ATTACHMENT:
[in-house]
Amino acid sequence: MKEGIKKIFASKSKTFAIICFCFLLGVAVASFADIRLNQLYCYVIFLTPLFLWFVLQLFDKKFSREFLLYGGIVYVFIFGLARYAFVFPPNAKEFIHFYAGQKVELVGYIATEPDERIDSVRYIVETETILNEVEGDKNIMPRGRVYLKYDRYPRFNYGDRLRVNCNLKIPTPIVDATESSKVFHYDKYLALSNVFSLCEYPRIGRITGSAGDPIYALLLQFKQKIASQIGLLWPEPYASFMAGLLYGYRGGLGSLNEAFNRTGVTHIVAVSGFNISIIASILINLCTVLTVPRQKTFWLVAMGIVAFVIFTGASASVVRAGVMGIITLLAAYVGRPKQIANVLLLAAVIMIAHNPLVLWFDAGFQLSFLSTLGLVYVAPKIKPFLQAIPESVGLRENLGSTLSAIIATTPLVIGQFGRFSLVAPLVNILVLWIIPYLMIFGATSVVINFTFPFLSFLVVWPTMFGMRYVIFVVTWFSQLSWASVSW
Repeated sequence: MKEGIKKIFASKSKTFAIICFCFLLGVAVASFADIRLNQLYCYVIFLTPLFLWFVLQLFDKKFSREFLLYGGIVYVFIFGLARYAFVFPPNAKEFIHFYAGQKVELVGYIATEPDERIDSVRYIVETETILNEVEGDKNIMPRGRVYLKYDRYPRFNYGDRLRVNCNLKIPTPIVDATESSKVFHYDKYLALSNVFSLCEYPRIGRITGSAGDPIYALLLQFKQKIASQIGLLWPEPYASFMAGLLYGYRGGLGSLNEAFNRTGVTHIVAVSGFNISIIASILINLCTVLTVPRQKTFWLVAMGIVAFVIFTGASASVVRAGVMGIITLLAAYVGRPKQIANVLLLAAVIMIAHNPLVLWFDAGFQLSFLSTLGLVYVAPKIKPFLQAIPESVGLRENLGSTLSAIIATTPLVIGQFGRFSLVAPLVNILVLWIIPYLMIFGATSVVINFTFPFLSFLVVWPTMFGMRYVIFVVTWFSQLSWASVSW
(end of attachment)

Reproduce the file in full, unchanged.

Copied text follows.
[in-house]
Amino acid sequence: MKEGIKKIFASKSKTFAIICFCFLLGVAVASFADIRLNQLYCYVIFLTPLFLWFVLQLFDKKFSREFLLYGGIVYVFIFGLARYAFVFPPNAKEFIHFYAGQKVELVGYIATEPDERIDSVRYIVETETILNEVEGDKNIMPRGRVYLKYDRYPRFNYGDRLRVNCNLKIPTPIVDATESSKVFHYDKYLALSNVFSLCEYPRIGRITGSAGDPIYALLLQFKQKIASQIGLLWPEPYASFMAGLLYGYRGGLGSLNEAFNRTGVTHIVAVSGFNISIIASILINLCTVLTVPRQKTFWLVAMGIVAFVIFTGASASVVRAGVMGIITLLAAYVGRPKQIANVLLLAAVIMIAHNPLVLWFDAGFQLSFLSTLGLVYVAPKIKPFLQAIPESVGLRENLGSTLSAIIATTPLVIGQFGRFSLVAPLVNILVLWIIPYLMIFGATSVVINFTFPFLSFLVVWPTMFGMRYVIFVVTWFSQLSWASVSW
Repeated sequence: MKEGIKKIFASKSKTFAIICFCFLLGVAVASFADIRLNQLYCYVIFLTPLFLWFVLQLFDKKFSREFLLYGGIVYVFIFGLARYAFVFPPNAKEFIHFYAGQKVELVGYIATEPDERIDSVRYIVETETILNEVEGDKNIMPRGRVYLKYDRYPRFNYGDRLRVNCNLKIPTPIVDATESSKVFHYDKYLALSNVFSLCEYPRIGRITGSAGDPIYALLLQFKQKIASQIGLLWPEPYASFMAGLLYGYRGGLGSLNEAFNRTGVTHIVAVSGFNISIIASILINLCTVLTVPRQKTFWLVAMGIVAFVIFTGASASVVRAGVMGIITLLAAYVGRPKQIANVLLLAAVIMIAHNPLVLWFDAGFQLSFLSTLGLVYVAPKIKPFLQAIPESVGLRENLGSTLSAIIATTPLVIGQFGRFSLVAPLVNILVLWIIPYLMIFGATSVVINFTFPFLSFLVVWPTMFGMRYVIFVVTWFSQLSWASVSW